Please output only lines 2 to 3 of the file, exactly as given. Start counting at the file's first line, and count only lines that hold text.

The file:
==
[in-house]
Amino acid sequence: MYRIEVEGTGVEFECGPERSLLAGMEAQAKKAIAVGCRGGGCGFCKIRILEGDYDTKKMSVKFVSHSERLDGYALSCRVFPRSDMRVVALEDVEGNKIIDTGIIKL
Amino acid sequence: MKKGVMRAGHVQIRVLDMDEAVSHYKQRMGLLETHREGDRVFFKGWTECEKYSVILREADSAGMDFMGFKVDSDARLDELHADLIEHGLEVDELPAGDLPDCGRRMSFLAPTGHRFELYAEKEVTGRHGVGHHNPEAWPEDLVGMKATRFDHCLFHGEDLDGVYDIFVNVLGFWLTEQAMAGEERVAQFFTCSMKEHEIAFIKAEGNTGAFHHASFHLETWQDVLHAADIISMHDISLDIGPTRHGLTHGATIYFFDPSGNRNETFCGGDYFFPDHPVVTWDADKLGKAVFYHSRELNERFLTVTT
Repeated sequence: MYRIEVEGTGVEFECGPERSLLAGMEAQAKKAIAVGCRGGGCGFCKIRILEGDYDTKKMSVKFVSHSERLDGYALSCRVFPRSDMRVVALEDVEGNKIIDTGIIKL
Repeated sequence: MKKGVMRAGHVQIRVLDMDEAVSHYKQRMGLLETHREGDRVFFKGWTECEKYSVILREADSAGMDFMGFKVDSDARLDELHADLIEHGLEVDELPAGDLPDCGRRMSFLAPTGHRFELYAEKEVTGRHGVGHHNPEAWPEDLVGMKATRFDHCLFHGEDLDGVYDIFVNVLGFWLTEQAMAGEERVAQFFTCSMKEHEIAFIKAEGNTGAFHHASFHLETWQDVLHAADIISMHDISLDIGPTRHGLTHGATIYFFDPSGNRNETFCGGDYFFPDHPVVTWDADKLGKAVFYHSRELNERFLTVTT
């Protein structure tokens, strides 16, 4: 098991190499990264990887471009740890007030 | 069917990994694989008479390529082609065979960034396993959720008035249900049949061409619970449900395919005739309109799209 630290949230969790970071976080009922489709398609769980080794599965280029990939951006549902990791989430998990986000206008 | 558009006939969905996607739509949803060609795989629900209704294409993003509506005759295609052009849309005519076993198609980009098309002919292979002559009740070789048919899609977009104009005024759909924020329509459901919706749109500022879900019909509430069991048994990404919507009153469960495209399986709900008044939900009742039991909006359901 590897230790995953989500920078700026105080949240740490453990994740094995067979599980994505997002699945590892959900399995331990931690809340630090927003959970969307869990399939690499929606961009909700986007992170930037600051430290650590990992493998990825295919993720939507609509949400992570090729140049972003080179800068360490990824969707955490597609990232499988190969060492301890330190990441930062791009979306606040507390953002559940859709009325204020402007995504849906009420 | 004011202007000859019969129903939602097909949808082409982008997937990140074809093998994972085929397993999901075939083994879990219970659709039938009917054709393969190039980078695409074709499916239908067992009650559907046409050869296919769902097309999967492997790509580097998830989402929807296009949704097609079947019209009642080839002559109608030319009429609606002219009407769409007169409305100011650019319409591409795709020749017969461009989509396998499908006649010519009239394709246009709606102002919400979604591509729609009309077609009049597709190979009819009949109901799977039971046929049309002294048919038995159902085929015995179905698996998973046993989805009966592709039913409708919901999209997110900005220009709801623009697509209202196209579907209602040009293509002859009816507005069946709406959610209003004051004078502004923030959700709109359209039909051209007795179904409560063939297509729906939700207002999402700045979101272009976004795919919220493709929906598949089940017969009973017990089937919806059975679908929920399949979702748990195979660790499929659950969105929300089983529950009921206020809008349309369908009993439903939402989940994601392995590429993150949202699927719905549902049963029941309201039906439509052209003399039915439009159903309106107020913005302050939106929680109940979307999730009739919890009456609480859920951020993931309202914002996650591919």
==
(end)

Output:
Amino acid sequence: MYRIEVEGTGVEFECGPERSLLAGMEAQAKKAIAVGCRGGGCGFCKIRILEGDYDTKKMSVKFVSHSERLDGYALSCRVFPRSDMRVVALEDVEGNKIIDTGIIKL
Amino acid sequence: MKKGVMRAGHVQIRVLDMDEAVSHYKQRMGLLETHREGDRVFFKGWTECEKYSVILREADSAGMDFMGFKVDSDARLDELHADLIEHGLEVDELPAGDLPDCGRRMSFLAPTGHRFELYAEKEVTGRHGVGHHNPEAWPEDLVGMKATRFDHCLFHGEDLDGVYDIFVNVLGFWLTEQAMAGEERVAQFFTCSMKEHEIAFIKAEGNTGAFHHASFHLETWQDVLHAADIISMHDISLDIGPTRHGLTHGATIYFFDPSGNRNETFCGGDYFFPDHPVVTWDADKLGKAVFYHSRELNERFLTVTT